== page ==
Those tough new sound regulations apply to residential houses and flats, too. Alex Smith has 10 things you need to consider to comply with Part E
1. Performance standards
Make sure you know what performance standards in Part E are required for each room of the building at an early design stage. If the function of a building or room changes during the build programme, altering the design details to meet tougher acoustic performance requirements could be costly and may spoil the appearance of the interior.

2. Junction details
Care should be taken to detail junctions correctly between the separating walls and other elements such as floors, roofs, external walls and internal walls. The approved document contains notes and diagrams on separating wall types but is by no means exhaustive. For example, it does not offer any guidance on using plasterboard linings on separating and external masonry walls. Where there is no guidance or construction details, contact the manufacturer.

3. Doors
Ensure doors used between corridors and rooms in flats have a good perimeter sealing and a minimum mass per unit area of 25 kg/m2 or a minimum sound reduction index of 29 dB Rw (measured according to BS EN ISO 1403:1995 and rated according to BS EN ISO 717-1:1997).

4. Masonry
The approved document includes the following advice for solid masonry constructions:

  • Use bricks/blocks that extend to full thickness of wall
  • Ensure that an external cavity wall is stopped by a flexible closer at the junction with a separating wall, unless the cavity is fully filled with mineral wool or other suitable material
  • Stagger positions of sockets on opposing sides
  • Ensure that flue blocks do not adversely affect the sound insulation and that a suitable finish is used over the flue blocks (see BS 1289-:1986 and seek advice)
  • Fill and seal all masonry joints with mortar.

For cavity masonry:

  • As above but keep the cavity leaves separate below ground floor.
    And for masonry between independent panels:
  • As above but fix the panels or the supporting frames to the ceiling and floor only, not the masonry core. Also ensure all joints are taped and sealed.

5. Framed walls with absorbent material
The approved document only offers advice on timber-framed walls. For steel, seek advice from manufacturer or consult forthcoming guides from the Steel Construction Institute.

  • Where fire stops are needed in the cavity between frames make sure they are either flexible or fixed to only one frame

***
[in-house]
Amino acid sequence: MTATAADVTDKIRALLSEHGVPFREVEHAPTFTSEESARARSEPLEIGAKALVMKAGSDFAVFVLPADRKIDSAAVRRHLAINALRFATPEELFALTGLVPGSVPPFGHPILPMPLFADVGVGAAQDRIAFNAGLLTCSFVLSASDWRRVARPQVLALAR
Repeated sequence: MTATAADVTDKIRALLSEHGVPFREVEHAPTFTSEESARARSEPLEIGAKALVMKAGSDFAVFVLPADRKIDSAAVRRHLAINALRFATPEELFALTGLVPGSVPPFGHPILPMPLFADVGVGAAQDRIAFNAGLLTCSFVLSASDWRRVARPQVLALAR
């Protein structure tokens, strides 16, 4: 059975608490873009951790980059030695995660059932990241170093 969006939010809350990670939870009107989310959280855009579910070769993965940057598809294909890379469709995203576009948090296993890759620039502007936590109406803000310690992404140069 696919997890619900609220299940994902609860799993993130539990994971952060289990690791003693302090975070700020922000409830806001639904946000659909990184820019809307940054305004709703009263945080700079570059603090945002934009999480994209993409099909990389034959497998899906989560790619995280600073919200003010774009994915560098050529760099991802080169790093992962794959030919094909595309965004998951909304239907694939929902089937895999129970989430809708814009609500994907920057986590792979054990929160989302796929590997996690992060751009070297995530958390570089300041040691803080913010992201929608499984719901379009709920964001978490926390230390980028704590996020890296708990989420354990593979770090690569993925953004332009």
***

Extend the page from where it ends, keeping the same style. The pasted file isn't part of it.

• Ensure that each layer of plasterboard is independently fixed to the stud frame.

6. Concrete base with ceiling and floating floor

  • Fill all joints in floor to avoid air paths
  • Give special attention to the perimeter detailing and pipe penetrations
  • Build a separate concrete floor into walls around its perimeter where walls are masonry
  • Fill with mortar any gap that may form between the head of the masonry wall and the underside of the concrete floor.

With ceiling and soft floor covering:

  • As above but also fix or glue soft floor covering to the floor to reduce impact sound. Covering should be at least 4.5 mm thick or reduce impact sound by 17 dB.

7. Floating floors (floating layers and resilient layers)

  • Leave a small gap between the floating layer and wall at all room edges and fill with flexible sealant
  • Leave a small gap (about 5 mm) between the skirting and floating layer and fill with flexible sealant
  • Lay resilient materials in rolls or sheets with lapped joints or with joints tightly butted and taped
  • Use paper facing on the upper side of fibrous materials to prevent screed entering the resilient layer.

8. Timber frame base with ceiling and platform floor

  • Use the correct density of resilient layer and ensure it can carry the anticipated load
  • Use an expanded or extruded polystyrene strip (or similar resilient material) around the perimeter, which is about 4 mm higher than the upper surface of the floating layer to ensure that a gap is maintained between the wall and floating layer during construction. The gap should be filled with a flexible sealant later
  • Lay resilient materials in sheets with joints tightly butted and taped.

9. Absorption material
There is a requirement to provide extra absorption material in corridors, hallways, stairways and entrance halls to reduce reverberation in the common internal parts of residential buildings. Seek specialist advice at an early stage to determine how much absorption is required and to minimise the impact on the design. Section 7 of the Approved Document outlines two methods of satisfying this requirement.

10. Pre-completion testing
Make sure that enough time is built into the build programme for pre-completion testing. If the tests are carried out close to handover and there is a failure, remedial work may cause delays, and even litigation. Testing should be carried out by an approved testing house. Currently these are UKAS approved but Building Control is considering accepting an accreditation scheme put together by the Association of Noise Consultants for its members.